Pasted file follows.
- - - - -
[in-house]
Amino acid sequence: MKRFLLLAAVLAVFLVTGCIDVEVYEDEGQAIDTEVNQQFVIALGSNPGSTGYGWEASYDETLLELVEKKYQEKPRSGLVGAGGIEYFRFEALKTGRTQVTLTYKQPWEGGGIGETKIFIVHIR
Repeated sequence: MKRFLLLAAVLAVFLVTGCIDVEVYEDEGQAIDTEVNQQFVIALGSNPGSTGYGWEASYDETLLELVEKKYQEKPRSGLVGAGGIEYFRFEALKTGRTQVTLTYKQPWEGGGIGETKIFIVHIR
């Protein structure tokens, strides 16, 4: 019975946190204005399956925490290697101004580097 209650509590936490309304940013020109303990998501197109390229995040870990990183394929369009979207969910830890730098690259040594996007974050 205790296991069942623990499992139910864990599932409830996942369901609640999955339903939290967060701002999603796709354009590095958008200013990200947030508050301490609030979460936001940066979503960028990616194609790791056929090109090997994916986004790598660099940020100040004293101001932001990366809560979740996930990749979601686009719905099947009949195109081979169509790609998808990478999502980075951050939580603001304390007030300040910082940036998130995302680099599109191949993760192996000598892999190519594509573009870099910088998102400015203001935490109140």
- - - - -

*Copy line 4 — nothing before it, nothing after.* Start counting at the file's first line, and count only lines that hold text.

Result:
């Protein structure tokens, strides 16, 4: 019975946190204005399956925490290697101004580097 209650509590936490309304940013020109303990998501197109390229995040870990990183394929369009979207969910830890730098690259040594996007974050 205790296991069942623990499992139910864990599932409830996942369901609640999955339903939290967060701002999603796709354009590095958008200013990200947030508050301490609030979460936001940066979503960028990616194609790791056929090109090997994916986004790598660099940020100040004293101001932001990366809560979740996930990749979601686009719905099947009949195109081979169509790609998808990478999502980075951050939580603001304390007030300040910082940036998130995302680099599109191949993760192996000598892999190519594509573009870099910088998102400015203001935490109140």